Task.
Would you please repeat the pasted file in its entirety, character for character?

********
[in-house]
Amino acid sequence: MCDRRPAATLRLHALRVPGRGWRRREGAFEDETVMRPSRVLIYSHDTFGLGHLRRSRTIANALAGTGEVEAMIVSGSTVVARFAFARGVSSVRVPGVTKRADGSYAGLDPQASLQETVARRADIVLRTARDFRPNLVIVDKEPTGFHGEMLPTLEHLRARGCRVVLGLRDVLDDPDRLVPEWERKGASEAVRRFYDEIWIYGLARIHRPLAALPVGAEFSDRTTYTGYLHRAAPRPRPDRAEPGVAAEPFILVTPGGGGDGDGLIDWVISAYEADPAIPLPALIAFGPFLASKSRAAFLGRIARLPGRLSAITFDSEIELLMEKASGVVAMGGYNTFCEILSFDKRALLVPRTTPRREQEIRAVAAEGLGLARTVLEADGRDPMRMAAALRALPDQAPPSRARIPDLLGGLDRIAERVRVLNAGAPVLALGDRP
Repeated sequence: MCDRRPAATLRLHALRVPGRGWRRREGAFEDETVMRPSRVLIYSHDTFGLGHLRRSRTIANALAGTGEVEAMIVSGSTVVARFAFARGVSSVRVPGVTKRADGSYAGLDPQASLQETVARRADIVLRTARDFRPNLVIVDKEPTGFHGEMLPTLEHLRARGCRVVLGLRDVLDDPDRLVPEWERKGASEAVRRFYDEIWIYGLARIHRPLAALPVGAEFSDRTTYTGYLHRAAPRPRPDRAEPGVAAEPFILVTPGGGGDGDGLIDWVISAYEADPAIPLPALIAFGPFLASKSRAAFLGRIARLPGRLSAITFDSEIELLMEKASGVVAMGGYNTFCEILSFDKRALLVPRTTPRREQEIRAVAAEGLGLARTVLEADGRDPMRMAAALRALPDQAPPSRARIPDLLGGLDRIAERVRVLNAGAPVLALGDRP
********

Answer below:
[in-house]
Amino acid sequence: MCDRRPAATLRLHALRVPGRGWRRREGAFEDETVMRPSRVLIYSHDTFGLGHLRRSRTIANALAGTGEVEAMIVSGSTVVARFAFARGVSSVRVPGVTKRADGSYAGLDPQASLQETVARRADIVLRTARDFRPNLVIVDKEPTGFHGEMLPTLEHLRARGCRVVLGLRDVLDDPDRLVPEWERKGASEAVRRFYDEIWIYGLARIHRPLAALPVGAEFSDRTTYTGYLHRAAPRPRPDRAEPGVAAEPFILVTPGGGGDGDGLIDWVISAYEADPAIPLPALIAFGPFLASKSRAAFLGRIARLPGRLSAITFDSEIELLMEKASGVVAMGGYNTFCEILSFDKRALLVPRTTPRREQEIRAVAAEGLGLARTVLEADGRDPMRMAAALRALPDQAPPSRARIPDLLGGLDRIAERVRVLNAGAPVLALGDRP
Repeated sequence: MCDRRPAATLRLHALRVPGRGWRRREGAFEDETVMRPSRVLIYSHDTFGLGHLRRSRTIANALAGTGEVEAMIVSGSTVVARFAFARGVSSVRVPGVTKRADGSYAGLDPQASLQETVARRADIVLRTARDFRPNLVIVDKEPTGFHGEMLPTLEHLRARGCRVVLGLRDVLDDPDRLVPEWERKGASEAVRRFYDEIWIYGLARIHRPLAALPVGAEFSDRTTYTGYLHRAAPRPRPDRAEPGVAAEPFILVTPGGGGDGDGLIDWVISAYEADPAIPLPALIAFGPFLASKSRAAFLGRIARLPGRLSAITFDSEIELLMEKASGVVAMGGYNTFCEILSFDKRALLVPRTTPRREQEIRAVAAEGLGLARTVLEADGRDPMRMAAALRALPDQAPPSRARIPDLLGGLDRIAERVRVLNAGAPVLALGDRP